According to Berkeley Library, "Fake news websites (also referred to as hoax news) deliberately publish hoaxes, propaganda, and disinformation, using social media to drive web traffic and amplify their effect. Unlike news satire, fake news websites seek to mislead, rather than entertain, readers for financial or other gain."
According to the American Psychological Association, “Misinformation is false or inaccurate information—getting the facts wrong. Disinformation is false information which is deliberately intended to mislead—intentionally making the misstating facts.”
Benedictine Library offers these key ideas:
You deserve the truth. You are smart enough to make up your own mind - as long as you have the real facts in front of you.
Fake news destroys your credibility. If your arguments are built on bad information, it will be much more difficult for people to believe you in the future.
Fake news can hurt you, and other people. Fake and misleading information or advice help perpetuate lies. If decisions are based on lies, they can hurt you and others. Can you think of examples?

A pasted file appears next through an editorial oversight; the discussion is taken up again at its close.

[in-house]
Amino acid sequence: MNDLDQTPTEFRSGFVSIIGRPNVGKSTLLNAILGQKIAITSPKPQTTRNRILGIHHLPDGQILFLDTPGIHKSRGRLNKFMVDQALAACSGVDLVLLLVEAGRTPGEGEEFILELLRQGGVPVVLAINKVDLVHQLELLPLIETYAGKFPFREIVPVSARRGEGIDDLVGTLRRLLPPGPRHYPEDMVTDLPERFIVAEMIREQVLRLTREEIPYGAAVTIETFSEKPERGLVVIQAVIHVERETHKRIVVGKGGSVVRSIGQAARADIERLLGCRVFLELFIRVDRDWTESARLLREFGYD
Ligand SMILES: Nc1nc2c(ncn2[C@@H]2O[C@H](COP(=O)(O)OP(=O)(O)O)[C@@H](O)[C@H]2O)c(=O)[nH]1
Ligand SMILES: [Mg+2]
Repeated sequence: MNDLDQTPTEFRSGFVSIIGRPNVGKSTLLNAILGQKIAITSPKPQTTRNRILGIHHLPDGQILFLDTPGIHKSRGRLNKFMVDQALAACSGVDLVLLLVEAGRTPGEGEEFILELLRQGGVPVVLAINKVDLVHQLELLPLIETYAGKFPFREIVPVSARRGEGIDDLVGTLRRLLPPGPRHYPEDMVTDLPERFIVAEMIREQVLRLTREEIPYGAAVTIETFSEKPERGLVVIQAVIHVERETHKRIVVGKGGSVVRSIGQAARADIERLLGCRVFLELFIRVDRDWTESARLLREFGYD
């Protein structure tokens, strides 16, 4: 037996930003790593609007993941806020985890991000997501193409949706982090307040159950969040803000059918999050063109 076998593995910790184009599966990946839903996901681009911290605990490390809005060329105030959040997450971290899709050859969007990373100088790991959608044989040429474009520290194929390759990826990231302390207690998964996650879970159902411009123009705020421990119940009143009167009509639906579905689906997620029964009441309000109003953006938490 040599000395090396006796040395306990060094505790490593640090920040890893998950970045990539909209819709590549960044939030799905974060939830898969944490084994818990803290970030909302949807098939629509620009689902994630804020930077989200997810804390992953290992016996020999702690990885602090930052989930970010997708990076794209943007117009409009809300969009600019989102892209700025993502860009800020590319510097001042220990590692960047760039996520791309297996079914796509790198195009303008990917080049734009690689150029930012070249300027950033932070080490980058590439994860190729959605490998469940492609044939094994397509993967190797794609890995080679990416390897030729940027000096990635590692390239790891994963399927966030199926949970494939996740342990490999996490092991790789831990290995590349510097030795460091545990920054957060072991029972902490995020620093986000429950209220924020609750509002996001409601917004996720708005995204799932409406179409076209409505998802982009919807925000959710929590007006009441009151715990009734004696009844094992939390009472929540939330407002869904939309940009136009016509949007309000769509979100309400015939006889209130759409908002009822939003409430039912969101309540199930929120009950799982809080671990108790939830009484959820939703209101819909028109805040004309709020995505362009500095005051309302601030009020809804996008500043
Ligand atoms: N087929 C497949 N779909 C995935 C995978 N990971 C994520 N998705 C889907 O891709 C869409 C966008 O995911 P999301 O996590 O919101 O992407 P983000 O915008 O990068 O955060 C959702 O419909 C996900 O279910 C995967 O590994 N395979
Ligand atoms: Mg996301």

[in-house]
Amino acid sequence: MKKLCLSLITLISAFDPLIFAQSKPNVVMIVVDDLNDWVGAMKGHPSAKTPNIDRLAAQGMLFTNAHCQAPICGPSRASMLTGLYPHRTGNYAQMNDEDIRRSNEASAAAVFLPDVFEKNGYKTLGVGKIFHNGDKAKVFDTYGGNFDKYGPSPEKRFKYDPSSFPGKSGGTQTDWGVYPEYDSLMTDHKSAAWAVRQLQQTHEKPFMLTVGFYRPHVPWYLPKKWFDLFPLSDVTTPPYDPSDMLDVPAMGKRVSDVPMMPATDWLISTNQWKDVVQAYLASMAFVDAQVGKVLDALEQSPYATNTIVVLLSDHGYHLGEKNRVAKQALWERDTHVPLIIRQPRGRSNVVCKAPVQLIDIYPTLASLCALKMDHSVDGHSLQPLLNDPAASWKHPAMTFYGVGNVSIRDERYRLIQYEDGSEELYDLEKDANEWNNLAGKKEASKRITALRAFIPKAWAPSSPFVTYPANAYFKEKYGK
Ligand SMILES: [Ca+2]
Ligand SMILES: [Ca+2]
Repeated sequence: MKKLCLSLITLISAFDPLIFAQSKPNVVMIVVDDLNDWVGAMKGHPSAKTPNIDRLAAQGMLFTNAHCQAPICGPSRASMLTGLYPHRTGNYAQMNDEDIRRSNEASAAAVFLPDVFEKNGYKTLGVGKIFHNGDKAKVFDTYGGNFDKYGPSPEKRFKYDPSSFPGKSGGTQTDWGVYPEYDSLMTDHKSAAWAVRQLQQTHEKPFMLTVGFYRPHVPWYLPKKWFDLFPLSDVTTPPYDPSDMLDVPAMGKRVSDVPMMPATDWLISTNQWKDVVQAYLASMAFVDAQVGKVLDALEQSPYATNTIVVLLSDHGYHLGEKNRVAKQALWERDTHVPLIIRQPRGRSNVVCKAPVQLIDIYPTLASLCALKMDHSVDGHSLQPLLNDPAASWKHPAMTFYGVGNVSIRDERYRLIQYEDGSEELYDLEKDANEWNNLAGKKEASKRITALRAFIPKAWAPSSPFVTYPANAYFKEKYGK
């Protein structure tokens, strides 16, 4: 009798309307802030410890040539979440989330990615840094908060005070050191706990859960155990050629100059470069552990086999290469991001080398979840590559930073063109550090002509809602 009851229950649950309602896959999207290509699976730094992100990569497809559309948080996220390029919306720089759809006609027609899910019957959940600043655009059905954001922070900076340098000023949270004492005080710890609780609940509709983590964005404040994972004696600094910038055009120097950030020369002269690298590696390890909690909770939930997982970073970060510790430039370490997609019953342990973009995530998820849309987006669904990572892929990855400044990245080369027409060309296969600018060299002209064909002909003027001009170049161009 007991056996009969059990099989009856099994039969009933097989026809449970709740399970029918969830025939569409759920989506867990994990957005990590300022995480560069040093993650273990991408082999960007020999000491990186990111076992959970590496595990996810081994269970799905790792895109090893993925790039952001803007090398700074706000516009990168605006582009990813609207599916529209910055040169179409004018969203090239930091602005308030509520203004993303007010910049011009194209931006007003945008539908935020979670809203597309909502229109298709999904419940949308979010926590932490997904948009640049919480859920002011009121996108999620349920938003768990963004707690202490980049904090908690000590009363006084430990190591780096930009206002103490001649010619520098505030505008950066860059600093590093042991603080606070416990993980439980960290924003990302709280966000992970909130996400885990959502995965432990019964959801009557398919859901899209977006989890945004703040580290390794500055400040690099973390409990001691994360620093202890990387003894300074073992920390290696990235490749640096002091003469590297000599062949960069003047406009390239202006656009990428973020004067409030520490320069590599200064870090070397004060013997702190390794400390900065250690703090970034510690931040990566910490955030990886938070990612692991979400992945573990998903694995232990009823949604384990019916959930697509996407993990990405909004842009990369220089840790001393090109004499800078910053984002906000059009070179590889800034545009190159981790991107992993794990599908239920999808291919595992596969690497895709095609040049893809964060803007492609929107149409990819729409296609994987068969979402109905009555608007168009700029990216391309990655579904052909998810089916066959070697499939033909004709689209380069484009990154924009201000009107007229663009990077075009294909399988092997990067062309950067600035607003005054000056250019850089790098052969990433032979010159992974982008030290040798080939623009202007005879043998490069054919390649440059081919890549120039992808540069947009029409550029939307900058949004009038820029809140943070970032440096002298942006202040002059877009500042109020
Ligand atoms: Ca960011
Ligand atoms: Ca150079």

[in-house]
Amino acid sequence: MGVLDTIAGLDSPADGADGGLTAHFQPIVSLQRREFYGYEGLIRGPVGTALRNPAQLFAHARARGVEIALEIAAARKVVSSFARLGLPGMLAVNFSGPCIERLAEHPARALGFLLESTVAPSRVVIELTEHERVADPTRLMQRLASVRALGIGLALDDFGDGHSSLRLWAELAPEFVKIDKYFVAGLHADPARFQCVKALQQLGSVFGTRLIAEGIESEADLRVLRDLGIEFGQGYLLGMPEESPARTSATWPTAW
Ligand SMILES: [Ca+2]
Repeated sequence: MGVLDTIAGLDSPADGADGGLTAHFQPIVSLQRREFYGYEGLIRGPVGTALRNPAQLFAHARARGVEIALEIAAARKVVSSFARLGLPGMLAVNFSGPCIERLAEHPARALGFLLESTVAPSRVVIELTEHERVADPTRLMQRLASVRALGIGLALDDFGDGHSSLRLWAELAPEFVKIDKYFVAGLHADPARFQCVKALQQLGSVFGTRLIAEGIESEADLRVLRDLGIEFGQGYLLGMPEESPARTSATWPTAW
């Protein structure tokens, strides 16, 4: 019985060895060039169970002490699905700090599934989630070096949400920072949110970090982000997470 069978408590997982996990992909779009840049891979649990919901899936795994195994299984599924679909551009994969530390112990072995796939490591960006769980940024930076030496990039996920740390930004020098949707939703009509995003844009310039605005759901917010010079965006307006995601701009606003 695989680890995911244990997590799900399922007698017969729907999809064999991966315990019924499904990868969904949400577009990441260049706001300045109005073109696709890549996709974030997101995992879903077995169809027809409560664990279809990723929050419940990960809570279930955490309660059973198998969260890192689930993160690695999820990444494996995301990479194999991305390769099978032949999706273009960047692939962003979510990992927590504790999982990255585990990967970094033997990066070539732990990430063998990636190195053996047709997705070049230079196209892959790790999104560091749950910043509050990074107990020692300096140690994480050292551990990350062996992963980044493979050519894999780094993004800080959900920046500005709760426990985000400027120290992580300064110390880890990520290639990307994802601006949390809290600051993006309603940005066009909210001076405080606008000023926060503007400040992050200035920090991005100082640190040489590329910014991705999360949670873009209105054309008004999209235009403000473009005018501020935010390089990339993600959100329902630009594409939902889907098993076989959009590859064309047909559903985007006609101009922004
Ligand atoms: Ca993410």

Real news can benefit you. If you want to buy stock in a company, you want to read accurate articles about that company so you can invest wisely. If you are planning on voting in an election, you want to read as much good information on a candidate so you can vote for the person who best represents your ideas and beliefs.
A product of the Annenberg Public Policy Center, this site is terrific for checking up on political claims.
The Pulitzer Prize-winning Politifact researches the claims of politicians and checks their accuracy.
One of the oldest debunking sites on the Internet, Snopes.com focuses on urban legends, news stories and memes. the also cite their sources at the end of each debunking.
Similar to Snopes but tighter in scope, Hoax-Slayer focuses on email hoaxes, identity theft scams and spam.
While focused primarily on political facts, it covers specific claims in-depth and with plenty of cross-referencing.
Double check image sources and see where they came from.
How do you know it's Clickbait? Here are some clues to look out for:
Work on learning how not only to spot clickbait but to resist clicking on it.
Taken from: https://www.commonsensemedia.org/news-and-media-literacy/how-do-i-teach-my-tween-about-clickbait